By Evan F. Nappen, Attorney at Law
Eatontown, NJ --(Ammoland.com)- A new, controversial question now appears on the most recent “Firearms Transaction Record Part I – Over-the Counter” (A.K.A. Form 4473), which must be filled out by anyone purchasing a firearm from a Federal Firearm Licensee, meaning a gun shop or other licensed dealer.
According to the ATF, this new Form 4473 must be used after July 9, 2012 and previous editions are obsolete. (See: http://www.atf.gov/forms/download/atf-f-4473-1.pdf)
Every person completing this form must now, under a new question “10.a,” either confirm or deny whether they are Hispanic/Latino.
Failure to do so will cause potential criminal prosecution and a denial of Second Amendment Rights.
The Form 4473 has been around since 1968, but never before has one ethnic group been singled out where individuals have to affirmatively state whether they ARE or ARE NOT a member.
What if the “ethnicity” question demanded “Jew or Not a Jew”? Would that “ethnicity” question be acceptable? Like the Hispanic/Latino question, it is offensive and not necessary. It has nothing whatsoever to do with one’s qualification to purchase a gun.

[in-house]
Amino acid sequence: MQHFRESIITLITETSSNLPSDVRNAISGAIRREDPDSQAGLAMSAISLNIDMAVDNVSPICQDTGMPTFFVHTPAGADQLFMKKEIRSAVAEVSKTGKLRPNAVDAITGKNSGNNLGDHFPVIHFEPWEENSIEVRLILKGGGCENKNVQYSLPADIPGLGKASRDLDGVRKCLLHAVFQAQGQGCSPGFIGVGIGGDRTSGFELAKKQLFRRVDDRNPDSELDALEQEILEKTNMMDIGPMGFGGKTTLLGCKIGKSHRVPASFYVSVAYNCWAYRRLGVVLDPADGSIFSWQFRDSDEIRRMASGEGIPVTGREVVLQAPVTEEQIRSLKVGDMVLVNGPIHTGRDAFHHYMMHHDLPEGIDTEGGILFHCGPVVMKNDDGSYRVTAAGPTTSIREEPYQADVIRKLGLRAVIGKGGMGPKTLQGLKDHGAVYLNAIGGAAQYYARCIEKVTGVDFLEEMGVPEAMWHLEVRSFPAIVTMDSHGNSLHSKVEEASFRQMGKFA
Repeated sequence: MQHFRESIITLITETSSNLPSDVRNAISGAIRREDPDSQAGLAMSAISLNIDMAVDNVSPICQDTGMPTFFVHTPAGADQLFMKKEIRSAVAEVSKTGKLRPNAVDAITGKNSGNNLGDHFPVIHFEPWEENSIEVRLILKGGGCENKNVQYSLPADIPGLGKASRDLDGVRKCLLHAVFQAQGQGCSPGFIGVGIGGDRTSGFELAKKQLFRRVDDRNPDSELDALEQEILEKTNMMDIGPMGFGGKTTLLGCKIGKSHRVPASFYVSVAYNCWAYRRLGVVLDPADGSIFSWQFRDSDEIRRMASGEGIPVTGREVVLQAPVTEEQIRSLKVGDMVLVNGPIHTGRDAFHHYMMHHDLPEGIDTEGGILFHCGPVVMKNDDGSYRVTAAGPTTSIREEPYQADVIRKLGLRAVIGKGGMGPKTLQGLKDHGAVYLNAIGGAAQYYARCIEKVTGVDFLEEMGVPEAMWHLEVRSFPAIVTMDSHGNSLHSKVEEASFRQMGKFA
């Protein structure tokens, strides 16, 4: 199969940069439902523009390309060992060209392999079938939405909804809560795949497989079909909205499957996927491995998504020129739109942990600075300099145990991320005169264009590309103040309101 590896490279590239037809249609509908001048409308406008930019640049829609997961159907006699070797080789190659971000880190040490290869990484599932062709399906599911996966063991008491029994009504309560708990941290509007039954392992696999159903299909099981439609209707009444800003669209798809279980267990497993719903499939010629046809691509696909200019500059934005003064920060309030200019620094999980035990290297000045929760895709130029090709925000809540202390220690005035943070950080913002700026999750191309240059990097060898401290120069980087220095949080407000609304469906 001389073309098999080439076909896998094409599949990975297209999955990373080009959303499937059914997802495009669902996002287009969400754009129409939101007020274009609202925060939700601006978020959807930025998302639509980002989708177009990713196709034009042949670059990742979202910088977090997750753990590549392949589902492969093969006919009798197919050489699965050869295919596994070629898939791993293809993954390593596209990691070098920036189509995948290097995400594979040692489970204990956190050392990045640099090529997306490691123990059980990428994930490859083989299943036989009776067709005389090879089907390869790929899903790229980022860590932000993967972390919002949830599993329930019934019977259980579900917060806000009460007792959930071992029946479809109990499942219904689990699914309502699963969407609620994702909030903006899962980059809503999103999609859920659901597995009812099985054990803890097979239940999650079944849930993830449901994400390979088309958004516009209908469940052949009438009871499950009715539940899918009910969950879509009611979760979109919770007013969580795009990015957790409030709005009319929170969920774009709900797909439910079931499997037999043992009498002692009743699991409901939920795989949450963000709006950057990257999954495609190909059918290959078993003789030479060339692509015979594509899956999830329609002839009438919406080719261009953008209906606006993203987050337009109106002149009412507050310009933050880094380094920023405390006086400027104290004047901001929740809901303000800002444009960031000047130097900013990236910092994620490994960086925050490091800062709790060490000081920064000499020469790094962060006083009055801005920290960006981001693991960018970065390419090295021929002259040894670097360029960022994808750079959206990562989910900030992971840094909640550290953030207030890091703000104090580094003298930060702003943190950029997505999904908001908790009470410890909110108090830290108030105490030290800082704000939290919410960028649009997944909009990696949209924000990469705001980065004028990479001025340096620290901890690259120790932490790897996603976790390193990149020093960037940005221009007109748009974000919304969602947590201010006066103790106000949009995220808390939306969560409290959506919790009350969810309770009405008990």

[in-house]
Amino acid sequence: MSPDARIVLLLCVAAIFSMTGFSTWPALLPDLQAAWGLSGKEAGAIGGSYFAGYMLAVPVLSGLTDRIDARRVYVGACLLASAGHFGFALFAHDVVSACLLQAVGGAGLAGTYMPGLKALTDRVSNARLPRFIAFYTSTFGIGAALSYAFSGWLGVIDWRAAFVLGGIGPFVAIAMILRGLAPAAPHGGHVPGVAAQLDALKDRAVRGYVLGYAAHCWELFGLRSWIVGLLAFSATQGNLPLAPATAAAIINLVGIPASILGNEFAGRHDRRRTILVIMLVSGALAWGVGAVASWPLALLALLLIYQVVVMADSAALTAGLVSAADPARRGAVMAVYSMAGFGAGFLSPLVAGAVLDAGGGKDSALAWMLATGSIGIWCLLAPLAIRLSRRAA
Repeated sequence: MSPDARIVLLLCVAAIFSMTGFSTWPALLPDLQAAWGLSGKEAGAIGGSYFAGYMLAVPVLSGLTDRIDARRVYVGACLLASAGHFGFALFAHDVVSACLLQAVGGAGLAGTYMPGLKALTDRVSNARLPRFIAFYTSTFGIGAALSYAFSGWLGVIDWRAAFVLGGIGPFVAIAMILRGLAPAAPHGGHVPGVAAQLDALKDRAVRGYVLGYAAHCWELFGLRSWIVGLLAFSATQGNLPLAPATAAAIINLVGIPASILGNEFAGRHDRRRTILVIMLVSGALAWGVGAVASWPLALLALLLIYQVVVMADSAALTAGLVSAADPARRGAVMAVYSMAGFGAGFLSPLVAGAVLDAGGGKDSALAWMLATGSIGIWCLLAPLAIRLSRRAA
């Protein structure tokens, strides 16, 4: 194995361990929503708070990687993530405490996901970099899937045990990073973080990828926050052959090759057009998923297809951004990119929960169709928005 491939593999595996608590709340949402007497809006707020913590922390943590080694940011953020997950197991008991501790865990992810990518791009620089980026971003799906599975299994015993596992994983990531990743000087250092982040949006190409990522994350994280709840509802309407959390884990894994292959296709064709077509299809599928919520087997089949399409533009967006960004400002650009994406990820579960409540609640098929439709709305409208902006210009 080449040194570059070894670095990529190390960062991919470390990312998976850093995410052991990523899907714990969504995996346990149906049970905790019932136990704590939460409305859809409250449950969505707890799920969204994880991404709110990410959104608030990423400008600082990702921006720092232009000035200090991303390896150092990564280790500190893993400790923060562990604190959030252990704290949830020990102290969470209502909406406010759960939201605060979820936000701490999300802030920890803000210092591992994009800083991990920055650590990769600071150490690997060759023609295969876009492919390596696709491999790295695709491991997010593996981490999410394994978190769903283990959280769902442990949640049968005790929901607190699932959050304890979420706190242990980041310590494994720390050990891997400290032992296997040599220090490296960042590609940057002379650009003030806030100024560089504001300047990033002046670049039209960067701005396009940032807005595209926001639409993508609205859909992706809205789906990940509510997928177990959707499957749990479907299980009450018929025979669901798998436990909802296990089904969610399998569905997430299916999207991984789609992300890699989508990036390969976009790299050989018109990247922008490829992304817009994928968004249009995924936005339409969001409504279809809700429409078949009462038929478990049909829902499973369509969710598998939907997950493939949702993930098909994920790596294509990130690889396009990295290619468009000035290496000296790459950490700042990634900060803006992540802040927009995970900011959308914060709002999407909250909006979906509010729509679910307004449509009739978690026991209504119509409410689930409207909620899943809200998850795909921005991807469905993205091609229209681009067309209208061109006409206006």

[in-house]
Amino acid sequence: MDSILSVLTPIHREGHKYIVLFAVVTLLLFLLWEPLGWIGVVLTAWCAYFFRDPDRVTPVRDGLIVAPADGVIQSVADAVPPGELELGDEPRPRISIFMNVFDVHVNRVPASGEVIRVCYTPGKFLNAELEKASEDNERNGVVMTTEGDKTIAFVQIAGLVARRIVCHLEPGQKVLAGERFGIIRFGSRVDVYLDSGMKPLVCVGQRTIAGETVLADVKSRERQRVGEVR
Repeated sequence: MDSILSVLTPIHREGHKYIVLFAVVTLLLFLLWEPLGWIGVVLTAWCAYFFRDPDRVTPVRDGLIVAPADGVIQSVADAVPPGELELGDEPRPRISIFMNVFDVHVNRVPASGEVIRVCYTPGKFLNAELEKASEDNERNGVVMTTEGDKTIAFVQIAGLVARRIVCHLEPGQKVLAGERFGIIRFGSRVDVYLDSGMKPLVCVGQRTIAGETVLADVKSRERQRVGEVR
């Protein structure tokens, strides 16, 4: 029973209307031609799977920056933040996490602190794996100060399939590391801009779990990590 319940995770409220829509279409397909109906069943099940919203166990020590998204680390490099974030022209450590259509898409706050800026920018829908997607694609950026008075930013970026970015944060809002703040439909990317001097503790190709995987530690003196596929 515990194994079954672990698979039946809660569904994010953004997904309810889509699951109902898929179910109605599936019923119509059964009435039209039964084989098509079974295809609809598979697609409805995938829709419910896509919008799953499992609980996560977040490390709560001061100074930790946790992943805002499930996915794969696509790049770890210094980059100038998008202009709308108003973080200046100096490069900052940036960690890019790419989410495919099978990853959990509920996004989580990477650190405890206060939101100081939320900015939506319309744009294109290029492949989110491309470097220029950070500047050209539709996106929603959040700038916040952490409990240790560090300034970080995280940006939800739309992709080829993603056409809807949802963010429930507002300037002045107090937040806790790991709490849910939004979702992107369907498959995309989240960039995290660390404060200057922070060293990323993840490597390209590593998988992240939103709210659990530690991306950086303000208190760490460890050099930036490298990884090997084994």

Race and ethnicity should not be asked at all on the Form 4473. The race and ethnicity question is not specifically authorized under the U.S. Code (federal law). Ethnicity and race are not needed for identification purposes, as government issued identification (e.g. Driver’s License) is already required by law for any gun transfer. Additionally, a National Instant Check is conducted before any such transfer.
The Obama Administration has covered up and exercised “Executive Privilege” to block information about the “Fast and Furious” gunrunning scheme which has killed federal agents and hundreds of “Hispanics/Latinos.”
Given that debacle, here is a much better question for the Form 4473 instead of race and ethnicity: “Are you buying this firearm with U.S. Government permission to provide it to death-dealing members of international drug cartels?”
Evan Nappen (www.EvanNappen.com) is a criminal defense attorney who has focused on New Jersey firearms and weapons law for over 23 years. He is the author of the New Jersey Gun Law Guide. Visit his website at www.EvanNappen.com